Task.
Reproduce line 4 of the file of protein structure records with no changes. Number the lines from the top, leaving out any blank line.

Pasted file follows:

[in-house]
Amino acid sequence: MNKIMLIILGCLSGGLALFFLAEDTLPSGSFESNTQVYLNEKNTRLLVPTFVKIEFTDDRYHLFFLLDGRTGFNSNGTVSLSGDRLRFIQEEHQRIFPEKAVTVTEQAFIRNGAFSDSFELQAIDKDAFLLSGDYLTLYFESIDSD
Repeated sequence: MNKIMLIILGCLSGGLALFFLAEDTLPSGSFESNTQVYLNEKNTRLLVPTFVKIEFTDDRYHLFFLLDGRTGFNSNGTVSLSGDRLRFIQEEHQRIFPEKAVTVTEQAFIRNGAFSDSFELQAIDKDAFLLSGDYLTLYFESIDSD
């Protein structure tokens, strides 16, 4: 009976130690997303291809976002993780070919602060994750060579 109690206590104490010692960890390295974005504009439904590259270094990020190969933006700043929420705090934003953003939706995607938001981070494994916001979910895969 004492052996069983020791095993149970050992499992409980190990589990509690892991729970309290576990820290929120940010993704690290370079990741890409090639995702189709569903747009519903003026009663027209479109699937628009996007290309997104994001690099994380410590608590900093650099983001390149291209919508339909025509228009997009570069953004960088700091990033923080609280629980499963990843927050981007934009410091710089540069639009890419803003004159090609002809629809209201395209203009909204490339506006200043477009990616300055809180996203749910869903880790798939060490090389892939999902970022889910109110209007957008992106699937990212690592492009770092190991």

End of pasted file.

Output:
């Protein structure tokens, strides 16, 4: 009976130690997303291809976002993780070919602060994750060579 109690206590104490010692960890390295974005504009439904590259270094990020190969933006700043929420705090934003953003939706995607938001981070494994916001979910895969 004492052996069983020791095993149970050992499992409980190990589990509690892991729970309290576990820290929120940010993704690290370079990741890409090639995702189709569903747009519903003026009663027209479109699937628009996007290309997104994001690099994380410590608590900093650099983001390149291209919508339909025509228009997009570069953004960088700091990033923080609280629980499963990843927050981007934009410091710089540069639009890419803003004159090609002809629809209201395209203009909204490339506006200043477009990616300055809180996203749910869903880790798939060490090389892939999902970022889910109110209007957008992106699937990212690592492009770092190991």